Next generation “SaaS” Securities and Exchange Commission (SEC) regulatory disclosure service iCrowdNewswire has launched an…
Since 2009, the conscious avoidance theory has become a tool of the United States government in the fight against insider trading.
Established in US V. Bourke, the prosecution created the argument that actual knowledge of insider trading can be established through the presentation of circumstantial evidence. The evidence suggested that the defendant should have known or “consciously avoided” knowing that there was a high possibility of corruption based on a number of factors. Recently, the conscious avoidance theory was on display in the conviction of Michael Steinberg, a former senior trader at SAC. The government argued that Mr. Steinberg “knew” that the obtained information was inside information because he “consciously avoided” due diligence on determining the source of his information. In this article, Mr. Fischer outlines potential options for future defendants to side step or alleviate some of the advantages the government’s prosecutorial team has with the “conscious avoidance” standard.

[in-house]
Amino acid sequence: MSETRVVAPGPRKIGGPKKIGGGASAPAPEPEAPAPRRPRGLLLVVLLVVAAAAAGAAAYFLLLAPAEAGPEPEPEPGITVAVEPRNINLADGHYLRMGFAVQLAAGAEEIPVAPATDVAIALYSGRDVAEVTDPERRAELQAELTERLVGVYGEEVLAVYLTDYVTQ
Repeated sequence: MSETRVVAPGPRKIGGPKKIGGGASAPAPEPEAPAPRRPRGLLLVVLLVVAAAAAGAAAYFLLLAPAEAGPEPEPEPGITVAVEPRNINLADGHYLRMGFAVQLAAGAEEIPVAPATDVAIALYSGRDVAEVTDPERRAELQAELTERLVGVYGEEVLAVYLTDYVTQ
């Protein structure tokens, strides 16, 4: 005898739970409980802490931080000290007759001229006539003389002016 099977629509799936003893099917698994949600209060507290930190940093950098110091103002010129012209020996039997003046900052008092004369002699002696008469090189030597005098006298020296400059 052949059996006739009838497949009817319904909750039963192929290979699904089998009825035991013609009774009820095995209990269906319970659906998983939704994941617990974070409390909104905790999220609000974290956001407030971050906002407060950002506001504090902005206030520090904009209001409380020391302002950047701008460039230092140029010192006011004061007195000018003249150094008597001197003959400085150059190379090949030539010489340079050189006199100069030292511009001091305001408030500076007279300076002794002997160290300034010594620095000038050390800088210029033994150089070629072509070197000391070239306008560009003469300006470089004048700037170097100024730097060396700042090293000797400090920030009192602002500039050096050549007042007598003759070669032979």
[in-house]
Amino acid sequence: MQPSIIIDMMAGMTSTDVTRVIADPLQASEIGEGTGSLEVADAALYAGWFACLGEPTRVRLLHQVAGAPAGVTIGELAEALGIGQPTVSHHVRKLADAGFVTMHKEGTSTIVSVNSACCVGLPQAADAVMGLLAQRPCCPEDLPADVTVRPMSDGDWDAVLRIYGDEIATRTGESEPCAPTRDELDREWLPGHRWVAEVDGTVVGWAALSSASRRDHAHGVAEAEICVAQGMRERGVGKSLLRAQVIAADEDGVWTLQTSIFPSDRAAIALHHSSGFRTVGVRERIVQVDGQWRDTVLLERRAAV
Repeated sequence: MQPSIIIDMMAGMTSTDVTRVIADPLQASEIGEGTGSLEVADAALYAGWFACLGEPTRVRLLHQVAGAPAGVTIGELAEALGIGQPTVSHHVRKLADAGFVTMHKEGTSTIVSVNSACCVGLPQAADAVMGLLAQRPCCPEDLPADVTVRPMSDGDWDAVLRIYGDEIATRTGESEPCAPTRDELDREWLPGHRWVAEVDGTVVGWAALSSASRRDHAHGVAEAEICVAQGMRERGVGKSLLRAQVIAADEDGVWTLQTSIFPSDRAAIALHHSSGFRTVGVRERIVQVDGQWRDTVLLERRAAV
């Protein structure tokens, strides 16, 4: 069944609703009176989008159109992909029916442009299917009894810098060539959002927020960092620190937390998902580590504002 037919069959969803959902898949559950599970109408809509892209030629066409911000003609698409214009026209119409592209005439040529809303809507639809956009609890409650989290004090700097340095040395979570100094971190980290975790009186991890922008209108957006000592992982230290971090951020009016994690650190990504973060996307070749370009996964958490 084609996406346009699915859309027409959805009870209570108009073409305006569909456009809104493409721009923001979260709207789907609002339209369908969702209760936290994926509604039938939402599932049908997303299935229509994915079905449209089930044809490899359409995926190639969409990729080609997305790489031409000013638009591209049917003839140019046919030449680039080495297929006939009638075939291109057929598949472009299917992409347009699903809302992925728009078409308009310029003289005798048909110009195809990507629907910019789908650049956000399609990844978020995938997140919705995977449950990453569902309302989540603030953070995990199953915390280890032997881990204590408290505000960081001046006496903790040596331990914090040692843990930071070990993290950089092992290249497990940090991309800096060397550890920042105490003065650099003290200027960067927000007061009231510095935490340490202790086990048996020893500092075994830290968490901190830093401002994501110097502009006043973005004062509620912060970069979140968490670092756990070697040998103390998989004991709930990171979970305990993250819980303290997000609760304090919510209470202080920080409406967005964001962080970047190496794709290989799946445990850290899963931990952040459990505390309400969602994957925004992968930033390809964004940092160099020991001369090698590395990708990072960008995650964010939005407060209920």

What do you think about the future implications the “conscious avoidance” standard has on insider trading cases? What is the best set of options for future defendants in mounting a successful defense against government allegations of insider trading?